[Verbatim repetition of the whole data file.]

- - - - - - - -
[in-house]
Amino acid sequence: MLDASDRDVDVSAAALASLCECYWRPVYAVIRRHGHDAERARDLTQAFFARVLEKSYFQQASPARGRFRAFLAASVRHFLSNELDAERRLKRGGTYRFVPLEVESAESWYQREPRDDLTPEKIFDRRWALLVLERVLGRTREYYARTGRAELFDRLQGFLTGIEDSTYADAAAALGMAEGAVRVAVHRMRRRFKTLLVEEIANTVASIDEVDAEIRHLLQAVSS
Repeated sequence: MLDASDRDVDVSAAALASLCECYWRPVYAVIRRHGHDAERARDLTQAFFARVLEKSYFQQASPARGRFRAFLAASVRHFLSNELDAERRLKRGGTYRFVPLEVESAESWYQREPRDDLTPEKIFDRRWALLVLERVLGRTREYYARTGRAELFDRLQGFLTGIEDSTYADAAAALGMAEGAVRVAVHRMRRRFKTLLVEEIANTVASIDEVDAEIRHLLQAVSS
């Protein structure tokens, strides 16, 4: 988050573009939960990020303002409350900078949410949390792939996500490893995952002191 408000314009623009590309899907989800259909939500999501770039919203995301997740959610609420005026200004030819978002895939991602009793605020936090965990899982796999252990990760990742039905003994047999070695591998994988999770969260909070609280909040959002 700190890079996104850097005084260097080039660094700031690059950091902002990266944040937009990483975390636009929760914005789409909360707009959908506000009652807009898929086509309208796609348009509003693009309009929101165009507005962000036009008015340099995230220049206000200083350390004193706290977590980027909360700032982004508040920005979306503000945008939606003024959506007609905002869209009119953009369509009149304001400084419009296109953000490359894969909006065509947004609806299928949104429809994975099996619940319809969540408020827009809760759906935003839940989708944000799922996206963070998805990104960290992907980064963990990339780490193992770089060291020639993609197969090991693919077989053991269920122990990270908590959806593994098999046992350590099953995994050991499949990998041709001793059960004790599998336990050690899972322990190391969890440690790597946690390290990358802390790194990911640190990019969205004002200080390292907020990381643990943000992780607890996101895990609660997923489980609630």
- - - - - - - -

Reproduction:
[in-house]
Amino acid sequence: MLDASDRDVDVSAAALASLCECYWRPVYAVIRRHGHDAERARDLTQAFFARVLEKSYFQQASPARGRFRAFLAASVRHFLSNELDAERRLKRGGTYRFVPLEVESAESWYQREPRDDLTPEKIFDRRWALLVLERVLGRTREYYARTGRAELFDRLQGFLTGIEDSTYADAAAALGMAEGAVRVAVHRMRRRFKTLLVEEIANTVASIDEVDAEIRHLLQAVSS
Repeated sequence: MLDASDRDVDVSAAALASLCECYWRPVYAVIRRHGHDAERARDLTQAFFARVLEKSYFQQASPARGRFRAFLAASVRHFLSNELDAERRLKRGGTYRFVPLEVESAESWYQREPRDDLTPEKIFDRRWALLVLERVLGRTREYYARTGRAELFDRLQGFLTGIEDSTYADAAAALGMAEGAVRVAVHRMRRRFKTLLVEEIANTVASIDEVDAEIRHLLQAVSS
């Protein structure tokens, strides 16, 4: 988050573009939960990020303002409350900078949410949390792939996500490893995952002191 408000314009623009590309899907989800259909939500999501770039919203995301997740959610609420005026200004030819978002895939991602009793605020936090965990899982796999252990990760990742039905003994047999070695591998994988999770969260909070609280909040959002 700190890079996104850097005084260097080039660094700031690059950091902002990266944040937009990483975390636009929760914005789409909360707009959908506000009652807009898929086509309208796609348009509003693009309009929101165009507005962000036009008015340099995230220049206000200083350390004193706290977590980027909360700032982004508040920005979306503000945008939606003024959506007609905002869209009119953009369509009149304001400084419009296109953000490359894969909006065509947004609806299928949104429809994975099996619940319809969540408020827009809760759906935003839940989708944000799922996206963070998805990104960290992907980064963990990339780490193992770089060291020639993609197969090991693919077989053991269920122990990270908590959806593994098999046992350590099953995994050991499949990998041709001793059960004790599998336990050690899972322990190391969890440690790597946690390290990358802390790194990911640190990019969205004002200080390292907020990381643990943000992780607890996101895990609660997923489980609630």